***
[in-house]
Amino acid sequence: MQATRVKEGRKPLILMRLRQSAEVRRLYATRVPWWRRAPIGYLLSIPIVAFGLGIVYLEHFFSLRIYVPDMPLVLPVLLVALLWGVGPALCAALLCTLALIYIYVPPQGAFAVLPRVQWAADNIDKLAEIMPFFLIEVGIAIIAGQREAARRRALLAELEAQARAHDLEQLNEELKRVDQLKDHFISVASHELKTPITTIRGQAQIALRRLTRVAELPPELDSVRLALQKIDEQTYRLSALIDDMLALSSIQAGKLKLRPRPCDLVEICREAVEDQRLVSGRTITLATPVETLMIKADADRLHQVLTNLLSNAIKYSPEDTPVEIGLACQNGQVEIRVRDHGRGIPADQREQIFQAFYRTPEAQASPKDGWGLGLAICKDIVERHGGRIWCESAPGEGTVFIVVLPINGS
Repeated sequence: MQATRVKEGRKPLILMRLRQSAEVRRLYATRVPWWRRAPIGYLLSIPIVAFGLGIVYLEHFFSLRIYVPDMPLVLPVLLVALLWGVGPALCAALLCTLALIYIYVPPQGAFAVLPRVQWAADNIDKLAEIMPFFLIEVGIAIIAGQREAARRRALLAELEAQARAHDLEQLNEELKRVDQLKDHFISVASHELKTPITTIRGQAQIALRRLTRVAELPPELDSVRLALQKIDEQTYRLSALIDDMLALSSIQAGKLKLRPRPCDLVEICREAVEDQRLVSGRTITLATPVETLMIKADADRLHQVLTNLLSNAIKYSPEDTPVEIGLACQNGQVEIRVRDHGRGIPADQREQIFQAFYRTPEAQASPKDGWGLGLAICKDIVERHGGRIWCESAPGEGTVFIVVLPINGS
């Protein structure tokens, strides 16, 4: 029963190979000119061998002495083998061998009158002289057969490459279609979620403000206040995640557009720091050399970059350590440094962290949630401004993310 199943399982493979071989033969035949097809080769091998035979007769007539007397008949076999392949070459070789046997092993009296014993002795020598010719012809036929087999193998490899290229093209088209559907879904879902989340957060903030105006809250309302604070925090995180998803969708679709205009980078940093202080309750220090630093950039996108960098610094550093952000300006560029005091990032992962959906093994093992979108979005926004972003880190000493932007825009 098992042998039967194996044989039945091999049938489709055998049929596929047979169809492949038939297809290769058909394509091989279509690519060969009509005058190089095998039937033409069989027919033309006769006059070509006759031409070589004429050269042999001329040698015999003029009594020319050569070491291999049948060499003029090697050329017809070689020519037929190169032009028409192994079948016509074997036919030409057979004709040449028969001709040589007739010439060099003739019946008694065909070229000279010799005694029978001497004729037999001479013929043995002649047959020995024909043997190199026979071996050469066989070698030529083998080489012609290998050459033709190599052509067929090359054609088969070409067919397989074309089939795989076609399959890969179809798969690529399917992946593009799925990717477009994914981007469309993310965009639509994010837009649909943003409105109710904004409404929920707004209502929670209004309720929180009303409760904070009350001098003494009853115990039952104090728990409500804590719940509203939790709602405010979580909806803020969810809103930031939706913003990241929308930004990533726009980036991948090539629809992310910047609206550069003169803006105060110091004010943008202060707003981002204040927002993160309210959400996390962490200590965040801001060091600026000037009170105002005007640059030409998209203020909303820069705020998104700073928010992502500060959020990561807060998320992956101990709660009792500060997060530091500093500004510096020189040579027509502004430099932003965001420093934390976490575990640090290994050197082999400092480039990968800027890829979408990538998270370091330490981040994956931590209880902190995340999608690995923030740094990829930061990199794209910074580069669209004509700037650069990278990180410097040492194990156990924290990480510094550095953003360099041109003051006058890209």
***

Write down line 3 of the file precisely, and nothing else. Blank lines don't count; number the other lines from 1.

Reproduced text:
Repeated sequence: MQATRVKEGRKPLILMRLRQSAEVRRLYATRVPWWRRAPIGYLLSIPIVAFGLGIVYLEHFFSLRIYVPDMPLVLPVLLVALLWGVGPALCAALLCTLALIYIYVPPQGAFAVLPRVQWAADNIDKLAEIMPFFLIEVGIAIIAGQREAARRRALLAELEAQARAHDLEQLNEELKRVDQLKDHFISVASHELKTPITTIRGQAQIALRRLTRVAELPPELDSVRLALQKIDEQTYRLSALIDDMLALSSIQAGKLKLRPRPCDLVEICREAVEDQRLVSGRTITLATPVETLMIKADADRLHQVLTNLLSNAIKYSPEDTPVEIGLACQNGQVEIRVRDHGRGIPADQREQIFQAFYRTPEAQASPKDGWGLGLAICKDIVERHGGRIWCESAPGEGTVFIVVLPINGS